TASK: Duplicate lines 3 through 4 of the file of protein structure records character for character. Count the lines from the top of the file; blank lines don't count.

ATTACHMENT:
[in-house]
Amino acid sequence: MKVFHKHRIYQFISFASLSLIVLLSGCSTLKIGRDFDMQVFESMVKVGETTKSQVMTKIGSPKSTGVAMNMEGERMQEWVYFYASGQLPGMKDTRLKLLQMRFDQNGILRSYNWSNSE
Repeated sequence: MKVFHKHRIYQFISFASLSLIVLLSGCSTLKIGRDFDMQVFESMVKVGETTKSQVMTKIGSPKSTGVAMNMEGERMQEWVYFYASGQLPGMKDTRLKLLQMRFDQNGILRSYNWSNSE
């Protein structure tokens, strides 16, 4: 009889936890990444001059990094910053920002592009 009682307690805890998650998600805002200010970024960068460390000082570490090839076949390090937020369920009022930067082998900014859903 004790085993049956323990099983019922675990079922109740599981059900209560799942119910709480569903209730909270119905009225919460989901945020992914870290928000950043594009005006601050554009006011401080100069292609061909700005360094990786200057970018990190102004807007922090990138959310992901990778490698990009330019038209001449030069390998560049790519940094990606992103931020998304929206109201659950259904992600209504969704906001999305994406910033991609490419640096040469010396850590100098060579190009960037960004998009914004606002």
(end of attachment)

Repeated sequence: MKVFHKHRIYQFISFASLSLIVLLSGCSTLKIGRDFDMQVFESMVKVGETTKSQVMTKIGSPKSTGVAMNMEGERMQEWVYFYASGQLPGMKDTRLKLLQMRFDQNGILRSYNWSNSE
């Protein structure tokens, strides 16, 4: 009889936890990444001059990094910053920002592009 009682307690805890998650998600805002200010970024960068460390000082570490090839076949390090937020369920009022930067082998900014859903 004790085993049956323990099983019922675990079922109740599981059900209560799942119910709480569903209730909270119905009225919460989901945020992914870290928000950043594009005006601050554009006011401080100069292609061909700005360094990786200057970018990190102004807007922090990138959310992901990778490698990009330019038209001449030069390998560049790519940094990606992103931020998304929206109201659950259904992600209504969704906001999305994406910033991609490419640096040469010396850590100098060579190009960037960004998009914004606002």